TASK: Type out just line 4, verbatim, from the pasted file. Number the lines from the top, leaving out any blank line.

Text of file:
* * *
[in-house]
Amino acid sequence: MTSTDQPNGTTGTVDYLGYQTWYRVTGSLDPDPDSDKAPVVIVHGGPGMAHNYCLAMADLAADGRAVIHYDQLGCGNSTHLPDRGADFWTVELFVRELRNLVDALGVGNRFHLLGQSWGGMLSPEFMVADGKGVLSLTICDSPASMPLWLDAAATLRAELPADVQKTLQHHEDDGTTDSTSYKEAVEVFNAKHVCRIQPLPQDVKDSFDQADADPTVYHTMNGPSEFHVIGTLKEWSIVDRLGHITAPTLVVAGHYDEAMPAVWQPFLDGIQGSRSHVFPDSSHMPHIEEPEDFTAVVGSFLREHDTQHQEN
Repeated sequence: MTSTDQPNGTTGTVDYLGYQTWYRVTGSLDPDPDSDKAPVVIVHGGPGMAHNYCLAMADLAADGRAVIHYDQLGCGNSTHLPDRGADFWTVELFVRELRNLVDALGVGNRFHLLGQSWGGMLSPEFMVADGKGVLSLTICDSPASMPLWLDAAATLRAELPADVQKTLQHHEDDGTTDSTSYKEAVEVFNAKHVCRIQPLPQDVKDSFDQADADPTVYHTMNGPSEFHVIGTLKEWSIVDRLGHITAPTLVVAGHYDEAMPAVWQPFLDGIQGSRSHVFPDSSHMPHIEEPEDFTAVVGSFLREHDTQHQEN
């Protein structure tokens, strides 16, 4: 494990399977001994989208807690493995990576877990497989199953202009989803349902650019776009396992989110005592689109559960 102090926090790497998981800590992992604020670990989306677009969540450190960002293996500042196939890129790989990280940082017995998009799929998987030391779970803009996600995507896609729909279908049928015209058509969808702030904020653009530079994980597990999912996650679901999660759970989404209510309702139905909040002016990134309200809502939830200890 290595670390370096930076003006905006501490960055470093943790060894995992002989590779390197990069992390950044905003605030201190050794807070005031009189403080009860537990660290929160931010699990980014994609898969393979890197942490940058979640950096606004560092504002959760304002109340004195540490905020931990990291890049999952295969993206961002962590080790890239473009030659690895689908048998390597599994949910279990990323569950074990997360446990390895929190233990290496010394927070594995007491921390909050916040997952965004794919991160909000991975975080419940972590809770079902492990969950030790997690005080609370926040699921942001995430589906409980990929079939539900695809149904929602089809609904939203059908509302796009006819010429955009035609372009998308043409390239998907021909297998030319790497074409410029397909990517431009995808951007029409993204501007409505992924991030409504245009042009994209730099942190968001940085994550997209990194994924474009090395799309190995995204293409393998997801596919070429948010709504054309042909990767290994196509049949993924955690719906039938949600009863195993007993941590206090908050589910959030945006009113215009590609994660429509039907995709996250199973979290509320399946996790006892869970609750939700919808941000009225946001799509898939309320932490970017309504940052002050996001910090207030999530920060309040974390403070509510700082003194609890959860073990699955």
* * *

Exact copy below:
């Protein structure tokens, strides 16, 4: 494990399977001994989208807690493995990576877990497989199953202009989803349902650019776009396992989110005592689109559960 102090926090790497998981800590992992604020670990989306677009969540450190960002293996500042196939890129790989990280940082017995998009799929998987030391779970803009996600995507896609729909279908049928015209058509969808702030904020653009530079994980597990999912996650679901999660759970989404209510309702139905909040002016990134309200809502939830200890 290595670390370096930076003006905006501490960055470093943790060894995992002989590779390197990069992390950044905003605030201190050794807070005031009189403080009860537990660290929160931010699990980014994609898969393979890197942490940058979640950096606004560092504002959760304002109340004195540490905020931990990291890049999952295969993206961002962590080790890239473009030659690895689908048998390597599994949910279990990323569950074990997360446990390895929190233990290496010394927070594995007491921390909050916040997952965004794919991160909000991975975080419940972590809770079902492990969950030790997690005080609370926040699921942001995430589906409980990929079939539900695809149904929602089809609904939203059908509302796009006819010429955009035609372009998308043409390239998907021909297998030319790497074409410029397909990517431009995808951007029409993204501007409505992924991030409504245009042009994209730099942190968001940085994550997209990194994924474009090395799309190995995204293409393998997801596919070429948010709504054309042909990767290994196509049949993924955690719906039938949600009863195993007993941590206090908050589910959030945006009113215009590609994660429509039907995709996250199973979290509320399946996790006892869970609750939700919808941000009225946001799509898939309320932490970017309504940052002050996001910090207030999530920060309040974390403070509510700082003194609890959860073990699955």